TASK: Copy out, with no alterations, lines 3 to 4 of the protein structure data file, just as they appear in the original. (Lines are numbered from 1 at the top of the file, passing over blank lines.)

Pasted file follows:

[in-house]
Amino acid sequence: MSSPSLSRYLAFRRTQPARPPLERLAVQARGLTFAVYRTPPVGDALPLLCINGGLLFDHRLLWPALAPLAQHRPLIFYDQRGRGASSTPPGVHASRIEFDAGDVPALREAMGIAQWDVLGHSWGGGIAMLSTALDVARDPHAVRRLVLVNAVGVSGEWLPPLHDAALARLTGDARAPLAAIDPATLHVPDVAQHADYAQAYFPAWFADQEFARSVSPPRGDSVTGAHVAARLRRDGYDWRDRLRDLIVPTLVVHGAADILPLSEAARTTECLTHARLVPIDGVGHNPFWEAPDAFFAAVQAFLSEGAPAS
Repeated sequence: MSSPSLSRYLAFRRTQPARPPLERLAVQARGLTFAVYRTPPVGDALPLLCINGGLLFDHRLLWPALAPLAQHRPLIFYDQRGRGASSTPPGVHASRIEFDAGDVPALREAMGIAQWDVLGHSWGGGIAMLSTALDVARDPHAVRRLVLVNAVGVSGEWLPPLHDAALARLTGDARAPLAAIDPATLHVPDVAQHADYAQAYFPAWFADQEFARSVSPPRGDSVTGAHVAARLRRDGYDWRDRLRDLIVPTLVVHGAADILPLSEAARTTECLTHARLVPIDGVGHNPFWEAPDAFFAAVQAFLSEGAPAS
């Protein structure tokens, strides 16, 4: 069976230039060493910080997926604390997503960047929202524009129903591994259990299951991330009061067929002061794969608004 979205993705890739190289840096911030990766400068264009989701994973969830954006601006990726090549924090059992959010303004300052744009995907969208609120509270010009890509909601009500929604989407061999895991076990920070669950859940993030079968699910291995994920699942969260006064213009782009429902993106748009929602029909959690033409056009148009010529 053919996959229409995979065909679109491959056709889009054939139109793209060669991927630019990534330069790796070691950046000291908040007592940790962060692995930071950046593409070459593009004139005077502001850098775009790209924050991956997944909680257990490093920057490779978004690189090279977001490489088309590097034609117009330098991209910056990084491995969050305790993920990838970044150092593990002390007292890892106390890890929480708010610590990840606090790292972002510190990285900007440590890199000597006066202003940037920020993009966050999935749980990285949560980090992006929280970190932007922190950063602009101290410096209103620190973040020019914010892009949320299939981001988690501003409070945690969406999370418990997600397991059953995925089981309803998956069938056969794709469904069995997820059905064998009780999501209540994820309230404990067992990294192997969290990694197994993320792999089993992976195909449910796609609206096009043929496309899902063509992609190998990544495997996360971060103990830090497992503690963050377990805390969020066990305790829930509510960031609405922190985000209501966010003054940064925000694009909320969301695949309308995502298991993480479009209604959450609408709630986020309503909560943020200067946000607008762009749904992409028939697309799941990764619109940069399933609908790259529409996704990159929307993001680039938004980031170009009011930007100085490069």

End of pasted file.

Repeated sequence: MSSPSLSRYLAFRRTQPARPPLERLAVQARGLTFAVYRTPPVGDALPLLCINGGLLFDHRLLWPALAPLAQHRPLIFYDQRGRGASSTPPGVHASRIEFDAGDVPALREAMGIAQWDVLGHSWGGGIAMLSTALDVARDPHAVRRLVLVNAVGVSGEWLPPLHDAALARLTGDARAPLAAIDPATLHVPDVAQHADYAQAYFPAWFADQEFARSVSPPRGDSVTGAHVAARLRRDGYDWRDRLRDLIVPTLVVHGAADILPLSEAARTTECLTHARLVPIDGVGHNPFWEAPDAFFAAVQAFLSEGAPAS
């Protein structure tokens, strides 16, 4: 069976230039060493910080997926604390997503960047929202524009129903591994259990299951991330009061067929002061794969608004 979205993705890739190289840096911030990766400068264009989701994973969830954006601006990726090549924090059992959010303004300052744009995907969208609120509270010009890509909601009500929604989407061999895991076990920070669950859940993030079968699910291995994920699942969260006064213009782009429902993106748009929602029909959690033409056009148009010529 053919996959229409995979065909679109491959056709889009054939139109793209060669991927630019990534330069790796070691950046000291908040007592940790962060692995930071950046593409070459593009004139005077502001850098775009790209924050991956997944909680257990490093920057490779978004690189090279977001490489088309590097034609117009330098991209910056990084491995969050305790993920990838970044150092593990002390007292890892106390890890929480708010610590990840606090790292972002510190990285900007440590890199000597006066202003940037920020993009966050999935749980990285949560980090992006929280970190932007922190950063602009101290410096209103620190973040020019914010892009949320299939981001988690501003409070945690969406999370418990997600397991059953995925089981309803998956069938056969794709469904069995997820059905064998009780999501209540994820309230404990067992990294192997969290990694197994993320792999089993992976195909449910796609609206096009043929496309899902063509992609190998990544495997996360971060103990830090497992503690963050377990805390969020066990305790829930509510960031609405922190985000209501966010003054940064925000694009909320969301695949309308995502298991993480479009209604959450609408709630986020309503909560943020200067946000607008762009749904992409028939697309799941990764619109940069399933609908790259529409996704990159929307993001680039938004980031170009009011930007100085490069």